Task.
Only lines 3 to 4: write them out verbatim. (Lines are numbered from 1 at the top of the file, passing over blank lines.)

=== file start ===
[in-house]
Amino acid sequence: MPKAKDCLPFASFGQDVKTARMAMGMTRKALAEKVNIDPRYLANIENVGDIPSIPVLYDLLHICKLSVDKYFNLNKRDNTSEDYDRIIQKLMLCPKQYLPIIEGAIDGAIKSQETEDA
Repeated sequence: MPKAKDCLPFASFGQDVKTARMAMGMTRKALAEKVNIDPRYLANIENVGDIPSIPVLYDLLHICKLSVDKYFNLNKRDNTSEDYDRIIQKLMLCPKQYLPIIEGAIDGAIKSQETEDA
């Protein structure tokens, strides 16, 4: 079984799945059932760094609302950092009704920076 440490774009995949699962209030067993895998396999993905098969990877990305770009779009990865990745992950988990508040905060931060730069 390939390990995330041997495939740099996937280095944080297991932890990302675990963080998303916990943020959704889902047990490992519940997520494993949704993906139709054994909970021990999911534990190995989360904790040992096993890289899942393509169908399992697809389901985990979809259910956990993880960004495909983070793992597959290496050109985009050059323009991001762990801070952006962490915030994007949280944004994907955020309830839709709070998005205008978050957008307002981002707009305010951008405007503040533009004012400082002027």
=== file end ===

Repeated sequence: MPKAKDCLPFASFGQDVKTARMAMGMTRKALAEKVNIDPRYLANIENVGDIPSIPVLYDLLHICKLSVDKYFNLNKRDNTSEDYDRIIQKLMLCPKQYLPIIEGAIDGAIKSQETEDA
């Protein structure tokens, strides 16, 4: 079984799945059932760094609302950092009704920076 440490774009995949699962209030067993895998396999993905098969990877990305770009779009990865990745992950988990508040905060931060730069 390939390990995330041997495939740099996937280095944080297991932890990302675990963080998303916990943020959704889902047990490992519940997520494993949704993906139709054994909970021990999911534990190995989360904790040992096993890289899942393509169908399992697809389901985990979809259910956990993880960004495909983070793992597959290496050109985009050059323009991001762990801070952006962490915030994007949280944004994907955020309830839709709070998005205008978050957008307002981002707009305010951008405007503040533009004012400082002027």